• (2018) Genetic parameter estimates for metabolizing two common pharmaceuticals in swine.Howard, JT, Ashwell, MS., Baynes, RE, Brooks, JD., Yeatts, JL., Maltecca, C. | Front. Genet. (in press)
  • (2018) Impact of synthetic canine cerumen on the in vitro auricular skin penetration of florfenicol, terbinafine and betamethasone acetate in dogs.Ehling, S., Baynes, RE., Baumer, W. | Amer. J. Vet. Res. (in press).
  • (2017) Pharmacokinetic analysis of thymol, carvacrol and diallyl disulfide (garlic extract) after intramammary and topical applications in healthy organic dairy cattle.Mason, SE., Mullen, KE., Anderson, KL., Washburn, SP., Yeatts, JE., and Baynes, RE. | Food Addit. Contam. doi: 10.1080/19440049.2017.1285056.
  • (2017) Gene co-expression network analysis identifies porcine genes associated with variation in metabolizing fenbendazole and flunixin meglumine in the liver.Howard, JT, Ashwell, MS., Baynes, RE, Brooks, JD, Yeatts, JL, Maltecca, C. | Scientific Reports   May 2;7(1):1357. doi: 10.1038/s41598-017-01526-5.
  • (2017) Potential of phytoceutical products to cause positive results on antibiotic residue detection tests.Mullen, KAE., Beasley, E., Washburn, SP., Baynes, RE., Rizzo, JQ., Anderson, KL. | Vet. Record. 2017;0:e000214. doi:10.1136/vetreco-2016-000214.
  • (2017) Evaluation of 1 2-aminoimidazole variant as adjuvant treatment for dermal bacterial infections.Draughn, GL., Allen, CL., Routh, PA., Stone, MR., Kirker, KR., Schuchman RM., Linder, KE., Baynes RE., Garth, J., Melander, CM., Pollard, A., and Cavanagh, J. | Drug Design Develop. Ther. 11:153-162.
  • (2017) Pharmacokinetics of 14C-Ortho-Phenylphenol Following Intravenous Administration in Pigs.*Nixon, E., Brooks, J., Routh, P., and Baynes, RE. | J. Appl. Toxicol. 37(4):508-512.
  • (2017) Pharmacokinetics and distribution in interstitial and pulmonary epithelial lining fluid of 2 danofloxacin in ruminant and preruminant calves.*Mzyk, DA., Baynes, R.E., Martinez, M., Smith, G.W. | J. Vet. Pharmacol. Therap. 40(2):179-191.
  • (2016) Development of HS-SPME-GC/MS/MS method for the quantification of thymol and carvacrol in bovine matrices and to determine residue depletion in milk and tissues.*Armorini, S., Yeatts, J., Mullen, K., Mason, S., Anderson, KL., Washburn, S., Baynes, RE. | J. Agric Food Chem. 64: 7856-7865.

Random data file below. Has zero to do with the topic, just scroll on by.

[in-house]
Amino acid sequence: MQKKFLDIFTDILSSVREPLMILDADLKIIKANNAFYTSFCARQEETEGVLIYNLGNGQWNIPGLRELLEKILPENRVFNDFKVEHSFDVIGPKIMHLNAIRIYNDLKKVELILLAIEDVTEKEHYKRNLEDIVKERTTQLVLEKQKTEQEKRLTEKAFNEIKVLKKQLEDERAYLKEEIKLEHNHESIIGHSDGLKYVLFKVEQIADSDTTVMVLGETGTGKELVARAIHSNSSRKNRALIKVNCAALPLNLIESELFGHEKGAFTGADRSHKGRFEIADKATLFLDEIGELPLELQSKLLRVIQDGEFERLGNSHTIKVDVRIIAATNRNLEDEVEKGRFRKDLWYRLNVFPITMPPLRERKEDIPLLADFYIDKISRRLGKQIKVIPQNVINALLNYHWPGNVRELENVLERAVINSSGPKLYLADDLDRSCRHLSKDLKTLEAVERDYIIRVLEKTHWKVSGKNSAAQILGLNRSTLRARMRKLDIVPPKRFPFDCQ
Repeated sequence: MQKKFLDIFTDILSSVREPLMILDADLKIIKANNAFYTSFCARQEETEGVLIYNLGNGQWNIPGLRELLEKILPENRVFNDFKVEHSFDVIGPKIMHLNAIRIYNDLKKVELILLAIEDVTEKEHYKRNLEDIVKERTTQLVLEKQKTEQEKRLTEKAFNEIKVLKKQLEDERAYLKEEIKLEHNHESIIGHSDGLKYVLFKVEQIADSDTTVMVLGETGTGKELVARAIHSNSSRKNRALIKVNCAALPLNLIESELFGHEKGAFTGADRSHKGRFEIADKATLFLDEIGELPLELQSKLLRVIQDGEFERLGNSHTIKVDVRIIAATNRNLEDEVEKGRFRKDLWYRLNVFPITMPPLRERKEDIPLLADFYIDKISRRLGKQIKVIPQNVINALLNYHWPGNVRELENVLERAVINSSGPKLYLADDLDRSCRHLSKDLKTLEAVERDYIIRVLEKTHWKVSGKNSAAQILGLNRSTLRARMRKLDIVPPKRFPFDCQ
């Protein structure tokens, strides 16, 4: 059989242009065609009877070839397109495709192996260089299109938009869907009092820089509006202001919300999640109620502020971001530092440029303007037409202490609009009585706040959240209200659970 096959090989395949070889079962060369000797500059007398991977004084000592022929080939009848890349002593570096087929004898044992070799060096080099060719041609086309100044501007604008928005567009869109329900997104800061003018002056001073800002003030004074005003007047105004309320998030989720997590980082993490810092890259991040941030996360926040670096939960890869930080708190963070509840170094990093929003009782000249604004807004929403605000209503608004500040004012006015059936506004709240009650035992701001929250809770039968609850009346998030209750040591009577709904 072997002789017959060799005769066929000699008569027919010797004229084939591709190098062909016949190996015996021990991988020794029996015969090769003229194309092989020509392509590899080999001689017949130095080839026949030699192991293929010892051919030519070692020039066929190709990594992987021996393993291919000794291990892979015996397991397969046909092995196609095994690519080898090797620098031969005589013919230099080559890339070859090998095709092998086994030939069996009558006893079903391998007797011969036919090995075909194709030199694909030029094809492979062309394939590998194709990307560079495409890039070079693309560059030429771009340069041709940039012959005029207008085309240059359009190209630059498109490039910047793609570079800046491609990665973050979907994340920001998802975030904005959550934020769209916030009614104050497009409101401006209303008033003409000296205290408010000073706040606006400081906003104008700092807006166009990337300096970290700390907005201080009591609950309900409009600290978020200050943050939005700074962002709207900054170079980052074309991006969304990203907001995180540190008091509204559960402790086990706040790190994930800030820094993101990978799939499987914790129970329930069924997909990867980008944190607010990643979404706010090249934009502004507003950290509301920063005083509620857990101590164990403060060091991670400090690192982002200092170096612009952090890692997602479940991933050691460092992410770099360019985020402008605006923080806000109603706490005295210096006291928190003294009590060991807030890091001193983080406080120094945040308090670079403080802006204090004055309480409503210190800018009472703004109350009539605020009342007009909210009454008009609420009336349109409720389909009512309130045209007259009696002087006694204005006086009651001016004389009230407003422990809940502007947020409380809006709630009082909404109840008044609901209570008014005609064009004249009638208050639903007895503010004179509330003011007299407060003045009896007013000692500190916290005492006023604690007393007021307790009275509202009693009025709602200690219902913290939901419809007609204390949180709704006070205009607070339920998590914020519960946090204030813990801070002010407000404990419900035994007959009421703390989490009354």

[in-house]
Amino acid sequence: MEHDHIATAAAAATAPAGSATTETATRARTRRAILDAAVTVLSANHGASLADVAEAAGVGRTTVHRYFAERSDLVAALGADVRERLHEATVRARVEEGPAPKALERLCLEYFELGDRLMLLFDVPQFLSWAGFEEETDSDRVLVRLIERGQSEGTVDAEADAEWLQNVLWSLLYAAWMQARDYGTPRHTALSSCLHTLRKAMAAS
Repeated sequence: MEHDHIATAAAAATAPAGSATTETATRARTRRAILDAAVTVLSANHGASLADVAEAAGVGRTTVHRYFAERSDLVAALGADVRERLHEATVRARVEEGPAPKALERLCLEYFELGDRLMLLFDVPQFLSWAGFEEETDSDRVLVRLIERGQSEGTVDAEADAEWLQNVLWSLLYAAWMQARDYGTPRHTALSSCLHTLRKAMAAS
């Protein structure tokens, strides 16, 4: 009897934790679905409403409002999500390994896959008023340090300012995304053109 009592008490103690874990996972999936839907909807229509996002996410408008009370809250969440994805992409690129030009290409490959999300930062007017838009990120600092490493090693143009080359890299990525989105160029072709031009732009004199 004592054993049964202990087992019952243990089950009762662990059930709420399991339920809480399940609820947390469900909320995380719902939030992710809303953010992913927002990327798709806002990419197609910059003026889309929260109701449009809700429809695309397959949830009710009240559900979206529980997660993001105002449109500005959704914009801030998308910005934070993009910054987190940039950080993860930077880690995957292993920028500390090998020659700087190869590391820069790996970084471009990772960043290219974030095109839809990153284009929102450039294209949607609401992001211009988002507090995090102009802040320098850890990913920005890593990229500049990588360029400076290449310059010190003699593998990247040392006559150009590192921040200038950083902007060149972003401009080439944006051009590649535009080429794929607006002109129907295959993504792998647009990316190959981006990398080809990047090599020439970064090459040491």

• (2016) Pharmacokinetics and tissue elimination of flunixin in veal calves.*Kissel, L.W., Brinson PD, Gehring R, Tell LA, Wetzlich SE, Baynes RE, Riviere JE, Smith GW. Am. | J. Vet. Res 77(6):634-640.
  • (2015) Tissue residues after label and extra-label administration of flunixin meglumine to saline or lipopolysaccharide-exposed dairy cows.Smith, D; Shelver, W.; Baynes, R, Tell, L; Gehring, R, Li, M, Dutko, T, Schroeder, JW; Herges, G, Riviere, J. | J. Agric Food Chem. 63(19): 4893-4901.
  • (2015) Differential gene expression across breed and sex in commercial pigs administered fenbendazole and flunixin meglumine.*Howard, J.T., O’Nan, A.T., Maltecca, C., Baynes, R.E., Ashwell, M.S. | PLoS ONE 10(9): e0137830. doi:10.1371/journal. pone.0137830.
  • (2015) Tissue concentrations of sulfamethazine and tetracycline hydrochloride of swine (Sus scrofa domestica) as it relates to withdrawal methods for international export.Mason, S., Wu, H., Yeatts, J., and Baynes RE. | Reg. Pharmacol. Toxicol. 71(3): 590-596.
  • (2015) Skin absorption of six performance amines used in metalworking fluids.*Roux LN, Brooks JD, Yeatts JL, Baynes RE. | J Appl Toxicol. 35(5):520-528.
  • (2015). Pharmacokinetics of intramammary hetacillin in dairy cattle milked 3 times per day.*Lindquist, DA, Baynes RE, Smith GW. | J. Dairy. Sci. 98(3): 1856-1861.
  • (2015)  Comparison of flunixin pharmacokinetics and milk elimination in healthy cows and cows with mastitis.Kissell*, L., Leavens, T., Baynes, RE., Riviere, JE., Smith, G | J. Amer. Vet. Med Assoc. 246(1):118-125